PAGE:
As far as I know, pirate attacks of the past season occurred well offshore. With respect to the BAMBOLA incident and another involving five yachts a week later, these appear to have been perpetrated by persons engaged in illegal immigrant transfers perhaps from Somalia to a quiet spot on the Yemeni coast. Piracy of opportunity was perchance an extra dimension. Both incidents occurred in roughly the same location which is why I was able to establish a danger area. Our passage through the area was about a week after the latter incident. Later in Eritrea, we met with several of the crews who had encountered pirates including Michael Briant. The two attacks had distinct similarities: two or three life boat type vessels carrying passengers.

We arranged our passage to reach the established danger area at last light. With all speed we motor sailed throughout the night, running without lights, checking for traffic visually and with radar. As luck would have it, there was a full moon! In any case, we saw only the odd freighter. By first light, we had passed the vicinity of the attacks and by evening of that day, we were clear of the area. We had been advised that pirates making the recent attacks had been in converted lifeboats not capable of high speed. Thus we resolved to keep a keen lookout! At first sighting of any vessel that might be manned by pirates, we would turn to put them on our stern and motor sail at maximum speed. We hoped that this would force any threatening vessel into a lengthy tail chase keeping it well out of automatic weapon range. Fortunately, such action did not become necessary. Later we learned that one yacht having sighted a suspicious craft employed this tactic. They observed the suspect vessel emit black smoke as its engine powered up to give chase but soon it gave up.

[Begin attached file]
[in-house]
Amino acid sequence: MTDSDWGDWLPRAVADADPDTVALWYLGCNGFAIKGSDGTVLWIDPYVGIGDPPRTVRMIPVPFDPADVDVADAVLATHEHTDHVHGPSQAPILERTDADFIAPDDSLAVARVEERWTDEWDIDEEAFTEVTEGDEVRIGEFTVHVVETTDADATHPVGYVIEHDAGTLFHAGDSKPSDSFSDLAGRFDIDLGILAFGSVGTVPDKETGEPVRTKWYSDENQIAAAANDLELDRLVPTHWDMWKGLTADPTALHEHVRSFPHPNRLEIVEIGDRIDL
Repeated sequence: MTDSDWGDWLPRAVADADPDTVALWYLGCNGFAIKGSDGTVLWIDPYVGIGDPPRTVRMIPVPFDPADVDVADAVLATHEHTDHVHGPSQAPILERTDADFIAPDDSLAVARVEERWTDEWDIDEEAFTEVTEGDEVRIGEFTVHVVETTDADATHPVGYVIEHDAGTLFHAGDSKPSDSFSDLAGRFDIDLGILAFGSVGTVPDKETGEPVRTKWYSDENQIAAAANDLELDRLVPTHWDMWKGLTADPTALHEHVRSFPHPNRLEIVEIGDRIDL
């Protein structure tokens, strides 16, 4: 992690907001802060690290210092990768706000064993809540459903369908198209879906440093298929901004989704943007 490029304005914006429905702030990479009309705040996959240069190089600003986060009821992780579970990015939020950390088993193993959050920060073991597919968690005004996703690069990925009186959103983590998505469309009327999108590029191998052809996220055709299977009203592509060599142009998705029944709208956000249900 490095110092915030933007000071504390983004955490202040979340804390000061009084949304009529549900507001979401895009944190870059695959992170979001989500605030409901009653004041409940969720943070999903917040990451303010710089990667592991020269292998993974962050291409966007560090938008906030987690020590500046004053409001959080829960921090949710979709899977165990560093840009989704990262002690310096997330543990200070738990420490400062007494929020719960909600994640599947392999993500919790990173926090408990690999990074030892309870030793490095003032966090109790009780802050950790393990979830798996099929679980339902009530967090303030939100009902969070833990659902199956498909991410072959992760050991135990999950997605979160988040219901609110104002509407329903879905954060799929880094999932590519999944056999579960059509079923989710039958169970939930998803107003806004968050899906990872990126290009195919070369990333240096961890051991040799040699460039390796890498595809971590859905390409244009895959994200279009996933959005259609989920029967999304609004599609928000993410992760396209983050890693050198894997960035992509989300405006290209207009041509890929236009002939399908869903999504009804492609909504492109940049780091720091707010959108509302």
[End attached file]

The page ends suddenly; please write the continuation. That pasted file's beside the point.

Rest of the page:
The Red Sea

We encountered no problem although unfavourable North Westerly winds kept us at anchor cumulatively for about a month. We were not aware of any incidents of piracy in this area during the period March to June, 2003.

Conclusion

Measures taken by National Authorities to discourage piracy have been effective in some areas, particularly the Malaysian Malacca Coast and among the islands between Langkawi and Phuket, Thailand. I understand that Yemen has implemented a counter piracy program but have no idea how effective it has been. What is always worthwhile, however, is to be sure that nations welcoming visiting yachts are made aware of negative incidents such as piracy occurring in their waters. One might hope that this would encourage more vigorous counter piracy action.

Incidentally, I am unsure how effective the IMB Piracy Reporting Centre in Kuala Lumpur, Malaysia really is as well as the 24 Hours Anti Piracy HELPLINE and E-mail we hear little of their activity other than the compilation of daily and weekly reports. I sent the Centre something similar to what I sent Noonsite. There was no acknowledgement.

A vessel intending to make the passage from South East Asia to The Mediterranean or vice versa will find the principal cultural threat to be piracy in the Gulf of Aden. Monitoring HF radio and INMARSAT provides invaluable real time intelligence. We presumed there are two distinct pirate threats in the Gulf of Aden: coastal and off shore. All reports suggest that off shore pirates posed the greatest threat to this season's transient yachts. As far as we know, there were no coastal piracy events. Coalition warships and aircraft tended to inhibit pirate activity. At the very least, there was a powerful entity ready to respond to a Mayday call. As well, we heard that some freighters were quick to respond to calls for assistance.

We will never know whether the approach we took to passage planning and the precautionary measures we employed en route were effective. Perhaps we were simply lucky? We would definitely NOT recommend going it alone beyond the approaches to the Gulf of Aden but we got away with it. Would we do this passage again? Perhaps, but only in close company with yachts of similar capability.

Hugh Bacon, ARGONAUTA I